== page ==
Tag Archives: homosexuality

Searching for a Constructive Way Forward

We want a king.

We want a king who will “rule us and lead us and fight our battles.” (1 Samuel 8.20, The Message) Contemporized, we want religious beliefs validated by governmental action. We want governmental stamps of approval on our perspectives. Prove, propagate, and enforce that we are right, oh king.

Tonight, it’s abortion. Yesterday, it was prayer in schools. Tomorrow, it’ll be marriage equality.

We want a king who will “rule us and lead us and fight our battles” by “standing up” (In tonight’s case, literally…) for our point of view. Whether it’s the President, SCOTUS, a state senator, or the local mayor, we want to trust that “right beliefs” will be upheld and governmental action reinforcing “right beliefs” will be enacted.

photoFor example, last night as I perused my local Twitter trends at 10:44pm CST, #sb5, #standwithwendy, and “Sen. Davis” were all trending. Earlier tonight, #wendydavis was in the mix, too. Some believe Texas Senator Wendy Davis to be “standing up” for women’s rights by filibustering Senate Bill 5, and others believe that more restrictive abortion laws are required.

I am not proposing a debate on the issue. Again, I am not proposing a debate on the issue.

We’ve done enough debating. Perhaps, that’s why, according to UnChristian: What a New Generation Really Thinks about Christianity…and Why It Matters by David Kinnaman and Gabe Lyons, 90+% of 18-29 year-olds in the United States perceive Christians as “hypocritical.”

despairwomanblackwhiteInstead, tonight, I’m thinking about friends who have had abortions. They were (and for some…still are) devastated. What was presented as necessary, quick, and just another procedure became haunting, depressive, and regretful. How does a filibuster help them?

Instead, tonight, I’m thinking about babies forming inside mothers…”For You shaped me, inside and out. You knitted me together in my mother’s womb long before I took my first breath.” (Psalm 139.13, The Voice) No development. No opportunities. No voice. How are bumper stickers, bullying, and Bible-waving helping them?

We want a king. A king to tell us that abortion is okay. It’s our body, our right, and our choice.

We want a king. A king to tell us abortion is not okay. God created us in the womb, and we are taking his place in deciding when life begins and ends.

We want a king.

System Default Settings
Christians seem most at home when defaulting to colonization. We’re in town. Everything’s going to be okay as long as you do what we tell you how we tell you. It does not flow off the tongue or sound like a sweet mind-symphony when reading, and it tasted like a stale potato chip to type; however, I feel the perspective has some traction. We like to be in charge and under control. We like to know what to expect.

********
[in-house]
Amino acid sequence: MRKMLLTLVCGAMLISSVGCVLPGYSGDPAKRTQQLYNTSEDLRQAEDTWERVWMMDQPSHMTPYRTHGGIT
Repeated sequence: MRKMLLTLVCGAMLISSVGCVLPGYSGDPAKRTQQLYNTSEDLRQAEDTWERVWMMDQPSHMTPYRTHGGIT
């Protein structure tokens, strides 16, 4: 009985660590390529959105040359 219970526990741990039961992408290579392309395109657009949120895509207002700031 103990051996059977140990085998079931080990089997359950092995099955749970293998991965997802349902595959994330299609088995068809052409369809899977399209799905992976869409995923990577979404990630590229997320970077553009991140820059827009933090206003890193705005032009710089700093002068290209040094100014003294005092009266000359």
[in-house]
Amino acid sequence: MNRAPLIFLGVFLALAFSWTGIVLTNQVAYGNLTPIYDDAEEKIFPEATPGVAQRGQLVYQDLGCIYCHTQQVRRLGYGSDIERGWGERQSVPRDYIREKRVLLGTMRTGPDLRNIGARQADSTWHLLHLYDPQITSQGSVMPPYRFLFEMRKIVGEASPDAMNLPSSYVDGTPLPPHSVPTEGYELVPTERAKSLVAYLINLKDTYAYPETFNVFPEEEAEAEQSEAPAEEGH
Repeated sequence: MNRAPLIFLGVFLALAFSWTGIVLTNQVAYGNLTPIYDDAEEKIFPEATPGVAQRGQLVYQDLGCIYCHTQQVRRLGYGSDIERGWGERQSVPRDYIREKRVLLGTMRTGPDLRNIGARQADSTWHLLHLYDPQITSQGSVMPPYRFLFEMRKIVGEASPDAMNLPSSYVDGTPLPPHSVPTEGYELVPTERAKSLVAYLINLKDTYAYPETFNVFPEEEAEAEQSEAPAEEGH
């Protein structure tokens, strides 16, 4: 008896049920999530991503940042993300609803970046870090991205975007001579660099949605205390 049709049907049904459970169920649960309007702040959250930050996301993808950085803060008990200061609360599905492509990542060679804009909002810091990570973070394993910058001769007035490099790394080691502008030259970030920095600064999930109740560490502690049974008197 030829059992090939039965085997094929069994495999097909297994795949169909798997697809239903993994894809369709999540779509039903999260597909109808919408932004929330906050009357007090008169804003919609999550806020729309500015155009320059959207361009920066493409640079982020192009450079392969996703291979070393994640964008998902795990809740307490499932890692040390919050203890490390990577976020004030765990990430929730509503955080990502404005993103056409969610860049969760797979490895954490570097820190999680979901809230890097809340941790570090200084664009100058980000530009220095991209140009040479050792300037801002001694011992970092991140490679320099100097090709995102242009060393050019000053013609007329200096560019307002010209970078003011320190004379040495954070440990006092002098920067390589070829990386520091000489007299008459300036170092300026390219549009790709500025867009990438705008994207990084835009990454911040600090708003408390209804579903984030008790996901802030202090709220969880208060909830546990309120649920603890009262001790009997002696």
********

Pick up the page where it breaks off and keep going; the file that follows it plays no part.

What do I mean by colonization? Here’s a story I heard originally told in a podcast by David Fitch that I hope illustrates what I’m getting at.

30+ years ago, a United States-based Christian denomination sent missionaries to a foreign country. Upon arriving in the foreign country, the missionaries quickly discovered that polygamy was the accepted and primary marital practice in the culture. Consequently, as part of their gospel presentations, the missionaries began teaching against the marital practice of polygamy. Polygamy was not God’s plan. Therefore, to practice polygamy was wrong, an affront to God, and egregious sin. In order to become a Christian, they preached, one must renounce the practice, divorce all but one wife, and refrain from engaging in polygamy going forward.

Whether or not you agree with polygamy or the missionaries decision on how to engage a polygamous culture is not the point. The point is that this story was shared by Fitch as an example of colonization. Conform to us in thought and practice, and it will go well with you. Do what we say how we say, and do not sway from the blueprint.

So, what happened?

As told by David Fitch, divorced women were put out of the household. Oftentimes, they had no where to go, so they ended up begging and living on the streets. As a result, the female homeless population grew drastically. Also, Christianity became known as a pro-divorce religion. Obviously, neither were outcomes the missionaries expected, hoped for, or desired to perpetuate.

So, what happened?

With support from the United States-based Christian denomination, the missionaries changed their position. They engaged the polygamist culture as missionaries determined to walk alongside people to nurture their relational journeys toward Jesus. This meant the missionaries no longer required belief (and the subsequent divorces) before belonging. They worked within the culture to lead people to Christ. Instead of colonizers, they were missionaries.